Neat! I bet a splash of OJ would do the trick.
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[User Picture]From: desperance
2012-12-12 08:09 pm (UTC)
Orange might interfere with the other flavours, though. Lemon tends to brighten inherent flavours, rather than impose on them (and lime of course is classic with chilli anyway).
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[User Picture]From: EClaireMcLean
2012-12-12 07:44 pm (UTC)

Chili

It's indeed chili time. Made venison/beef/pork chili yesterday. One of the favorite stretchers around here is frito pie. (Make a nest of fritos, ladle in some chili, top with grated cheese and chopped onions if desired)

I have discovered a wonderful invention for crock pot cooking. The Reynold's wrap folks now sell crock pot liners (near the cooking bags, ziplocks, etc.) that make cleaning up blissfully easy.

I freeze about 2/3 of each batch of chili so I cook no beans. Cornbread can thicken and cool the heat about as well as crackers.
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[User Picture]From: badgermirlacca
2012-12-12 07:59 pm (UTC)
My solution to "too hot" is always to add a teaspoon of honey. It cuts the capsaicin.
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[User Picture]From: tuftears
2012-12-12 09:23 pm (UTC)
Yum! The chili pasty sounds delicious. :9
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[User Picture]From: e_moon60
2012-12-12 10:09 pm (UTC)
It was, she says smugly. I'll do that one again.

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[User Picture]From: e_moon60
2012-12-12 10:12 pm (UTC)
Normally, I'm a traditional Texas-chili cook, and the heat doesn't bother me. No beans in mine and if it doesn't make your nose run it's not even close to hot enough. (I use Red Eye chili mix, made locally, and add Ro-Tel and sometimes additional heat beyond that.) My therapeutic chili--taken at the start of a sore throat or cold--is intended to cauterize every mucus membrane and thus shorten if not cure the misery right then and there. It's so hot it makes your eyeballs sweat.

But someone I know made a batch of chili she thought was too hot.

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[User Picture]From: msminlr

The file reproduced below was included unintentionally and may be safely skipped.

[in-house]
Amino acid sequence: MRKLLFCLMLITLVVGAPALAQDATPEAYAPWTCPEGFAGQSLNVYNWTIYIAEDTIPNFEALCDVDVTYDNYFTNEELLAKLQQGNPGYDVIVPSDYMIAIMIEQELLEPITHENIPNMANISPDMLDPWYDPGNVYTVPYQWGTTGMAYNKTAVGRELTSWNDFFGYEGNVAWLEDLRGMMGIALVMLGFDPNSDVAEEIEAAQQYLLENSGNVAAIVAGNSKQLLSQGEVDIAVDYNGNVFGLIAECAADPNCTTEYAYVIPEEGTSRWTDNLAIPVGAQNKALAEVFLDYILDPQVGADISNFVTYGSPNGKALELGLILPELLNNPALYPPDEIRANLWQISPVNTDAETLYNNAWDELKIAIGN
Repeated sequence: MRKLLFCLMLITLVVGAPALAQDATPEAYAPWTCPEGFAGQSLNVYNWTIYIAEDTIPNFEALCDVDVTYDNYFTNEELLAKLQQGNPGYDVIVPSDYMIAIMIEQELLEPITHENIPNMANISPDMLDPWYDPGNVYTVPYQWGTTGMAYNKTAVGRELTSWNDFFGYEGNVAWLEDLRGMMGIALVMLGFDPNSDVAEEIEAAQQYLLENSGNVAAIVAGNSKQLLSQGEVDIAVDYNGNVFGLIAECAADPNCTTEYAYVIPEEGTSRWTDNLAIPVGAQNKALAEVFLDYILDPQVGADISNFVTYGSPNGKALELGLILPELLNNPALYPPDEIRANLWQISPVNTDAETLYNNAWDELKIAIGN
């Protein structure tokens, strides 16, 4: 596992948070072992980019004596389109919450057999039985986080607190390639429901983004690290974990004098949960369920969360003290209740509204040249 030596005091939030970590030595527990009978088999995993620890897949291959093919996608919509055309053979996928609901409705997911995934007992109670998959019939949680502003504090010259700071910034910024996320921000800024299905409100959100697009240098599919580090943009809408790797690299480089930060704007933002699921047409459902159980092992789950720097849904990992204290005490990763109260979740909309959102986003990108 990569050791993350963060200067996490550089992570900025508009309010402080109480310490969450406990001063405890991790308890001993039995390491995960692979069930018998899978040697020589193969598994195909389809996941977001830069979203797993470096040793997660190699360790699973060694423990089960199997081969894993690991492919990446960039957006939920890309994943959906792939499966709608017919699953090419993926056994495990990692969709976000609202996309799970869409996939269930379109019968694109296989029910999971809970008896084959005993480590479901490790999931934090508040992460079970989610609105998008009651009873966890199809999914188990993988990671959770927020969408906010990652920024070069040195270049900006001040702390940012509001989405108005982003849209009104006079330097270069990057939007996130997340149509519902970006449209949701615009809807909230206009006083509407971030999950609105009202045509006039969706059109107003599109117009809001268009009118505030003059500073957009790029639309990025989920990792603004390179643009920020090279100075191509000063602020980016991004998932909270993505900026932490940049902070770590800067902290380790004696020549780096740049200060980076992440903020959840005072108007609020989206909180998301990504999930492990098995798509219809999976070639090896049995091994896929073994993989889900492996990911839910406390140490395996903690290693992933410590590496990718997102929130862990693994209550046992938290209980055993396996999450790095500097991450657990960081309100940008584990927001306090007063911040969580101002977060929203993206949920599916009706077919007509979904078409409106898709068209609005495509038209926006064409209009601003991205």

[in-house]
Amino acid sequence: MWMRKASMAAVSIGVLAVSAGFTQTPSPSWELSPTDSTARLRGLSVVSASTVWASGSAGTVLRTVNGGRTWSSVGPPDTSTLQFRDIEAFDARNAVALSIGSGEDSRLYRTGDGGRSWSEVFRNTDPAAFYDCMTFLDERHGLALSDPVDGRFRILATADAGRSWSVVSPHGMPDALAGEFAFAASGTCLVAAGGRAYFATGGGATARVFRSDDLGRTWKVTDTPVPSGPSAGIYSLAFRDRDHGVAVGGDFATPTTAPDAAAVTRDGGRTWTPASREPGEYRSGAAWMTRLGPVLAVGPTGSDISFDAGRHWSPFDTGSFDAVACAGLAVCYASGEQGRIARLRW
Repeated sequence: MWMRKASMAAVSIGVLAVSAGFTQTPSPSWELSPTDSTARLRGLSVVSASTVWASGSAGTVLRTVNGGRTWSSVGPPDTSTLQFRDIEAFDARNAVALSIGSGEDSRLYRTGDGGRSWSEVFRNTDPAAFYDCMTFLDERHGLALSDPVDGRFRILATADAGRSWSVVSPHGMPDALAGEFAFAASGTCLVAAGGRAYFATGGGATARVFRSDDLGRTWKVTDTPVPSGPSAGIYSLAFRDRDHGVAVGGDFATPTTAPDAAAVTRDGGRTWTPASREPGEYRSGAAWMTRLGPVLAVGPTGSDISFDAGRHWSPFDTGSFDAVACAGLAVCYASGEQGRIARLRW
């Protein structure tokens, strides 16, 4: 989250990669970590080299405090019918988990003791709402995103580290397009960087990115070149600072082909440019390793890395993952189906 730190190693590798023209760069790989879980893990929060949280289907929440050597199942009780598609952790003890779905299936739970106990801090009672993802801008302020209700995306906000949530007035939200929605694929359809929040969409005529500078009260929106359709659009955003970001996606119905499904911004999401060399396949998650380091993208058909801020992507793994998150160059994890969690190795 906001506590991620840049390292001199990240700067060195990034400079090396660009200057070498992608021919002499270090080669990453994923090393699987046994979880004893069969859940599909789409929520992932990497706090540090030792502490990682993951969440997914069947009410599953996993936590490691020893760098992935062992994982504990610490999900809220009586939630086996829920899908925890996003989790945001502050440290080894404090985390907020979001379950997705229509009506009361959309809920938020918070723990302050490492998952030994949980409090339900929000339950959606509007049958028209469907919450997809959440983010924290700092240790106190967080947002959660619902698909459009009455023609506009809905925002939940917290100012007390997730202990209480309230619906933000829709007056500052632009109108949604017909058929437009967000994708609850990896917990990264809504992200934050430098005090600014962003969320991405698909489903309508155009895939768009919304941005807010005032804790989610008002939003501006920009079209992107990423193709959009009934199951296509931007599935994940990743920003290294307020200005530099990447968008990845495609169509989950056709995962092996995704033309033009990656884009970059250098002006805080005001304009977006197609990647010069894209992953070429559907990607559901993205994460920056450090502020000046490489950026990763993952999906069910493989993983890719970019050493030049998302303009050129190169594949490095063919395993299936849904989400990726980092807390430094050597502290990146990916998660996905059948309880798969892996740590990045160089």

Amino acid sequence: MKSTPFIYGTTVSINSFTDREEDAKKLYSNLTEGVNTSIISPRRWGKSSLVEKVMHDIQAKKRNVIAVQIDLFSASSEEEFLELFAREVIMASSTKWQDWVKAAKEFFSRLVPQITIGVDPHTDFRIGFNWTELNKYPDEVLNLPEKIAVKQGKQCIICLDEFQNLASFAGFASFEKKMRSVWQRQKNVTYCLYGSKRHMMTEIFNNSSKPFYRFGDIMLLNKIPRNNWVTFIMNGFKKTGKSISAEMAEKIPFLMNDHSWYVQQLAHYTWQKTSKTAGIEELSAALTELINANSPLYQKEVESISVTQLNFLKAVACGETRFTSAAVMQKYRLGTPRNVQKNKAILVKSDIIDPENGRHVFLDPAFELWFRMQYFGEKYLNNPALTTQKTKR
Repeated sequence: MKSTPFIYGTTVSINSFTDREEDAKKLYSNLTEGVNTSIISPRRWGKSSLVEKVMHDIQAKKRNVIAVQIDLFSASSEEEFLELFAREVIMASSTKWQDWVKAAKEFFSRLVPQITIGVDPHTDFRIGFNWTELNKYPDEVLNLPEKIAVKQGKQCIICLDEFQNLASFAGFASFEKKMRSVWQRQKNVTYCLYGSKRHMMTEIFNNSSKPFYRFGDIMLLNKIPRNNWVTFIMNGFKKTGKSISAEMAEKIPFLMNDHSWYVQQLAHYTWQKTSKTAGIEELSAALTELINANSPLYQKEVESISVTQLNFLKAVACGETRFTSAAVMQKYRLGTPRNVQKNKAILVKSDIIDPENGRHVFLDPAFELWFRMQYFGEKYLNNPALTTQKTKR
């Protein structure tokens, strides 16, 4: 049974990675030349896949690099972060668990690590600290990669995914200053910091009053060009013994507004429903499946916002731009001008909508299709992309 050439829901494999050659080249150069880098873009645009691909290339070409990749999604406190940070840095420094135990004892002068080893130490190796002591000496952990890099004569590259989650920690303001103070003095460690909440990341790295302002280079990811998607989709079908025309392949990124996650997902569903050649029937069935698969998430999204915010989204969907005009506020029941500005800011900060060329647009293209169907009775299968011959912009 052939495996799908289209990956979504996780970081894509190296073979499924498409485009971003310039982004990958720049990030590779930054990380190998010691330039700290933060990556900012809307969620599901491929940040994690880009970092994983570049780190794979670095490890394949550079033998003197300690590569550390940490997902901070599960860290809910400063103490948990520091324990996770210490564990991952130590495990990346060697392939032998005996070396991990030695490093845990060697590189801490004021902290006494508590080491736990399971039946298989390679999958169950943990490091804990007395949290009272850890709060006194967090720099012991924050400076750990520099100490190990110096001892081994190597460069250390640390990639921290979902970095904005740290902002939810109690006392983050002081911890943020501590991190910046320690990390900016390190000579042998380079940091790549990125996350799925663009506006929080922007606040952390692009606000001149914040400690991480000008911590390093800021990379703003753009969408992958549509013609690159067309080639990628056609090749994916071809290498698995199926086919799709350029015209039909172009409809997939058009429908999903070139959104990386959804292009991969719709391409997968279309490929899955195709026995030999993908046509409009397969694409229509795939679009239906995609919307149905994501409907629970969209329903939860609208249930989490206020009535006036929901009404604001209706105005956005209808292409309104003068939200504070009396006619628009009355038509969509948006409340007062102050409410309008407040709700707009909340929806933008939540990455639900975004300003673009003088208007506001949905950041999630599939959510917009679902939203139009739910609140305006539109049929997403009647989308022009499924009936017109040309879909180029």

2012-12-12 10:29 pm (UTC)
Another thing to do with "not-enough" chili leftovers is to start a container in the freezer marked "saving to make nachos with".
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[User Picture]From: ladymurmur
2012-12-13 03:19 pm (UTC)
A dollop of sour cream is my go to "too hot" solution for chili.

Crumbling in a corn muffin can also help.
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From: otterb
2012-12-13 04:53 pm (UTC)
Another use for not-enough leftover chili is as an omelette topping.
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[User Picture]From: princejvstin
2012-12-13 07:01 pm (UTC)
Thanks.

I've also diluted too-hot chili with sweet barbecue sauce--which might make me unclean in Texas ;)

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[User Picture]From: e_moon60
2012-12-13 11:21 pm (UTC)
I dunno about unclean, but I would not touch chili that had a sweet taste to it. You don't want the explanation. Or maybe you do. Chili at one time was what you made out of meat that had, um, aged. Not in a cold room. If it was really gone, it had to go out to whatever animal in the local food chain would eat it, but if it merely had an unfortunate aroma, it went into chili and bubbled away for 8 hours or more in a mix of spices that would finish off any bacteria surviving the searing heat of browning and the long simmering. Meat was expensive, not to be wasted, even if it had a whiff.

If it tasted at all sweet, then you'd miscalculated whether that meat was salvageable.

There's a story one of my granddad's friends told me, about being held captive in Mexico during one of the outbreaks of hostilities, in a little adobe hut with a quarter of beef, from which one of the guys holding him would slice off a hunk every day to cook for the camp and their prisoners. As time passed, being in the hut with the meat became less and less tolerable, and eating it pretty much the same.